Presuming that California in July would be warm, I'd left the hotel without a jacket. After two innings, it was starting to get cold in the wind, plus, to my uneducated eye, the players were having trouble warming up too. I was faced with a choice: buy a ticket and a sweater, or walk back to the hotel and watch the rest of the game as God intended - on television. I plumped for the latter. The room service menu looked good and I really don't suit orange clothing.

Perhaps needless to say (I've a feeling that was a schoolboy error, roughly on a par with Uribe's), the game wasn't on the TV in my hotel room (do they not show the games in the city where they are being played to protect attendance levels?). The jet lag was kicking in and I couldn't face going out in search of a bar in which to watch the remainder of the game.

Just before I fell asleep, I was flicking through the channels and ESPN started screaming at me that Sanchez had thrown a no-hitter. As I said, I'm uneducated in the ways of baseball, but even I know enough to know that that would have been a hell of a thing to have seen in the flesh.

Damn this Californian climate.

I believe they're playing again tonight, but if it's only happened 262 times since 1900, I'm guessing lightning won't be striking twice.

posted by JJ at 05:52 PM on July 11, 2009

I'm sure it is amazing in the flesh- the closest I've come was watching Mike Mussina take a perfect game through 26 batters, a pinch-hitting Carl Everett who broke it up with a clean single with two outs in the 9th (Sox vs Yankees at Fenway). It was the ESPN game of the night on a Sunday I believe, and I happened to be watching it in a public place, a sports bar & grill with big screen TVs. The few people who were paying attention were fixated (Seattle's not a huge sports town), because... well, it was a hell of a game to watch. The tension grows immeasurably with every inning, every out, every pitch.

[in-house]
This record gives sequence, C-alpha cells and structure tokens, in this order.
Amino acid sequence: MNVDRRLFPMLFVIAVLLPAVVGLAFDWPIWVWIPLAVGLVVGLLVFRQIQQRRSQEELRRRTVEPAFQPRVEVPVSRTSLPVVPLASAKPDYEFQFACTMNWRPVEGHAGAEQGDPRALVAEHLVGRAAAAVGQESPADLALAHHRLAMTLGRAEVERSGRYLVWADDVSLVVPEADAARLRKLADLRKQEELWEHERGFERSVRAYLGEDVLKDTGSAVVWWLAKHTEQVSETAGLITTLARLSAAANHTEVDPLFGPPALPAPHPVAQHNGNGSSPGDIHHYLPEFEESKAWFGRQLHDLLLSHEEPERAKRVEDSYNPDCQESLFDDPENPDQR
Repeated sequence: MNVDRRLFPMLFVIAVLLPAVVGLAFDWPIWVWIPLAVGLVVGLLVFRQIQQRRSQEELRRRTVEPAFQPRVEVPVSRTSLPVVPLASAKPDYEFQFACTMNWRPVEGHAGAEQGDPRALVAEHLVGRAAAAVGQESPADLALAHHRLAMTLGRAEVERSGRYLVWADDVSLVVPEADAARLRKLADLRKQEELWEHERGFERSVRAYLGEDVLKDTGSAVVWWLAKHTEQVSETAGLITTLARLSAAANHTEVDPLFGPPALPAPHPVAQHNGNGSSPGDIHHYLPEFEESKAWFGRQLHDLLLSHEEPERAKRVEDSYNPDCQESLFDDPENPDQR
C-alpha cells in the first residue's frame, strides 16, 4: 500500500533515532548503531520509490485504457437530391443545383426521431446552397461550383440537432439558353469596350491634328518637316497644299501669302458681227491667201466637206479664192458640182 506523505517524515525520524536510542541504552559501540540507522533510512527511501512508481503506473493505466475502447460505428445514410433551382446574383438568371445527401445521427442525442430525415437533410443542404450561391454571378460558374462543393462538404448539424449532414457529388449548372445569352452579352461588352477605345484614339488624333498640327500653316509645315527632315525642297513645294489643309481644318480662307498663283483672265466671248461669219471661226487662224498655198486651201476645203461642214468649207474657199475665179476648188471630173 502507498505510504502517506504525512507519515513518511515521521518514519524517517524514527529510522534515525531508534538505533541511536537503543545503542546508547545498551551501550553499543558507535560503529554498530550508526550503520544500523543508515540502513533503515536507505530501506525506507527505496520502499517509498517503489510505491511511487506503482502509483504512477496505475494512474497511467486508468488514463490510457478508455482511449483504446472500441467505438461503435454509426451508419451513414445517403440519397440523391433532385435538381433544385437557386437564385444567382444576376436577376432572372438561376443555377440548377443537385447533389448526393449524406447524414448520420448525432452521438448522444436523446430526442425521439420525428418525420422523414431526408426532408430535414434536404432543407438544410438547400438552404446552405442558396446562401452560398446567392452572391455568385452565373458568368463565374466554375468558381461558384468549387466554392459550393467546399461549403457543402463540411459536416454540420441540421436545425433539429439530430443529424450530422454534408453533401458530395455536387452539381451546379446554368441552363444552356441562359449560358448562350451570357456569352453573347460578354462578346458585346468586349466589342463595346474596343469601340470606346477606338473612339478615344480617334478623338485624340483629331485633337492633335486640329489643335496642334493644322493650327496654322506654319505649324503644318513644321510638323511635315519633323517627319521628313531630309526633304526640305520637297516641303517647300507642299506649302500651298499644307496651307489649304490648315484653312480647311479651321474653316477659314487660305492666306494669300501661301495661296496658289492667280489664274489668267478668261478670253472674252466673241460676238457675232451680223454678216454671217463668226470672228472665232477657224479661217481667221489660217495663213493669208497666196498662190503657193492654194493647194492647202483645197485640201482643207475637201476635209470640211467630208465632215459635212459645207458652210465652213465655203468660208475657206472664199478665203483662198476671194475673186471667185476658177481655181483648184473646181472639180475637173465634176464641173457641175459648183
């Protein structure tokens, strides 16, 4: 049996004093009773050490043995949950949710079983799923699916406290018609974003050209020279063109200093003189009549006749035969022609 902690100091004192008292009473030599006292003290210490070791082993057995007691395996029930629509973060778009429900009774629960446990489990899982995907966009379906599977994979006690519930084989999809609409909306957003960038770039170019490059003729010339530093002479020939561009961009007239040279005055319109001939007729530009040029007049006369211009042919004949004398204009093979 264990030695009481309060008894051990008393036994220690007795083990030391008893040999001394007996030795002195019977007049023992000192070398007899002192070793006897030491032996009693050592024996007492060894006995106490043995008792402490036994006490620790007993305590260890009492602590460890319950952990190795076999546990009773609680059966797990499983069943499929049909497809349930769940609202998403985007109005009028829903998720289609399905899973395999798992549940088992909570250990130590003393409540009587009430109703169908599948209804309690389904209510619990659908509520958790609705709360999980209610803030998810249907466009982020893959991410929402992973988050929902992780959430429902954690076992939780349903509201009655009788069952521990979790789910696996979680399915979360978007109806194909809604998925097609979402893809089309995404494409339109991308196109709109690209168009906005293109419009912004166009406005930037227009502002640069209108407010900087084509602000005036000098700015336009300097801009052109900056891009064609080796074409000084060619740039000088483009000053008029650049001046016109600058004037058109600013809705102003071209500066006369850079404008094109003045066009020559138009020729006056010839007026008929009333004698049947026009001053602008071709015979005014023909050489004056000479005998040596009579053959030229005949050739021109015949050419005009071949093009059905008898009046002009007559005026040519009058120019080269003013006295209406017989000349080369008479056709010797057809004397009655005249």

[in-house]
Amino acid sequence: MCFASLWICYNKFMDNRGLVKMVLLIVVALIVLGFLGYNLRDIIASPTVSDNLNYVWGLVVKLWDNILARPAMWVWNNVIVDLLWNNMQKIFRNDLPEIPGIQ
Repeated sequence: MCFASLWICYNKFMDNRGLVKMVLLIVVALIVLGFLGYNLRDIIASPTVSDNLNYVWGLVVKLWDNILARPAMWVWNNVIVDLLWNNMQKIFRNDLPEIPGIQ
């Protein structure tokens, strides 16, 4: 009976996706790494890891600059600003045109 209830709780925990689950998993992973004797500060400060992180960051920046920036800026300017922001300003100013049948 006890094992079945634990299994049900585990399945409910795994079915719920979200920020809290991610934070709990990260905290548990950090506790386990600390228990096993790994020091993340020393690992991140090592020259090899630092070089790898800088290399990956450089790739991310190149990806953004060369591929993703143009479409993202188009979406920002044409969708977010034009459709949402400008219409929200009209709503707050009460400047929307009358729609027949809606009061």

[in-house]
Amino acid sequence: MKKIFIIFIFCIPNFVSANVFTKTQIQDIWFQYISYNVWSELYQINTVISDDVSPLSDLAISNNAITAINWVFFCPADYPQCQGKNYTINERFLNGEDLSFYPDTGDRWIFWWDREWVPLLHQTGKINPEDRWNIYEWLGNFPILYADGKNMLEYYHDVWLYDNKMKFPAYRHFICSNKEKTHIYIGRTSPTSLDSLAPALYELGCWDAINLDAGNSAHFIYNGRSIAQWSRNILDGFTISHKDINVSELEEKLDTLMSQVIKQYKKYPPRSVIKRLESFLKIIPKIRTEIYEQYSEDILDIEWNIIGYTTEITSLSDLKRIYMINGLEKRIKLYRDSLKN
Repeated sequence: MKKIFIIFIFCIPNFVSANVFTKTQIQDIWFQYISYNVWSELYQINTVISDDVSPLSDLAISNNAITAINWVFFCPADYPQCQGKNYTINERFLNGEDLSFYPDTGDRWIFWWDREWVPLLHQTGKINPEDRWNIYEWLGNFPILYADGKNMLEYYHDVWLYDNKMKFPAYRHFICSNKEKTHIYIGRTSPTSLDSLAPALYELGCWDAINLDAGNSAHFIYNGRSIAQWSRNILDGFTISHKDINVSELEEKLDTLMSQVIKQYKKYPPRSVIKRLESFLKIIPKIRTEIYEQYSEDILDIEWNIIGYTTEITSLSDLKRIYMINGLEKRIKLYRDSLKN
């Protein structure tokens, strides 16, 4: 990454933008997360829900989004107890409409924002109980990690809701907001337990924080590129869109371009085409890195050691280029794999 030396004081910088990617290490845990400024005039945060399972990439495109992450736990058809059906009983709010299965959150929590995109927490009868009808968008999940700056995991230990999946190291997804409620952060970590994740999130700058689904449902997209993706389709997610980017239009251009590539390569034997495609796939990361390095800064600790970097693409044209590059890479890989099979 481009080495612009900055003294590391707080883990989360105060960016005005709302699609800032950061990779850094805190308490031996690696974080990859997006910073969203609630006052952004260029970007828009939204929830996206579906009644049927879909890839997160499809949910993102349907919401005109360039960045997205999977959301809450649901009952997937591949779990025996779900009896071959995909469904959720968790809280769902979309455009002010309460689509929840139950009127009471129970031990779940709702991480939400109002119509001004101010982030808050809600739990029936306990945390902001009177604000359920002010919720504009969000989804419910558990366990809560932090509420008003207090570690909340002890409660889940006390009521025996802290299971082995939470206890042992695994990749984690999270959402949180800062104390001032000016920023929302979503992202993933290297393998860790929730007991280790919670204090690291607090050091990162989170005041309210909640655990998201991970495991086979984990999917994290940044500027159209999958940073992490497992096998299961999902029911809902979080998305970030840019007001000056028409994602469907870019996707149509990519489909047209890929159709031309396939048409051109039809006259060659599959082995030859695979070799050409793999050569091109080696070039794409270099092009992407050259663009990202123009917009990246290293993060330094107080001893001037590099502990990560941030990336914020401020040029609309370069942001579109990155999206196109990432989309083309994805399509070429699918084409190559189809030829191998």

But man, to have seen something like that live, surrounded by hometown fans? The atmosphere must have been incredible- I guess the analogy for a guy like you would be standing right at the ropes watching some history golf performance, say Tiger beating the field by 12, or some multiple-hole sudden death in a Major. Wow, that must have been amazing to the people there. It's a damn shame you didn't choose to go in, JJ. You'd be able to tell that story to your grandkids.

posted by hincandenza at 11:25 PM on July 11, 2009

Well, that makes me feel a whole lot better.


posted by JJ at 12:31 AM on July 12, 2009

The rest of the team had to keep Uribe from holding his head under water in the jacuzzi right after the game, and when they finally got him out of it, the rest of the team had to keep Sanchez from shoving him right back in.

If Uribe is smart, he's out shopping for a Ferrari with Sanchez' name on it.

The best part for me was watching Sanchez with his dad. Now that is some quality fatherson time.

posted by irunfromclones at 04:29 PM on July 13, 2009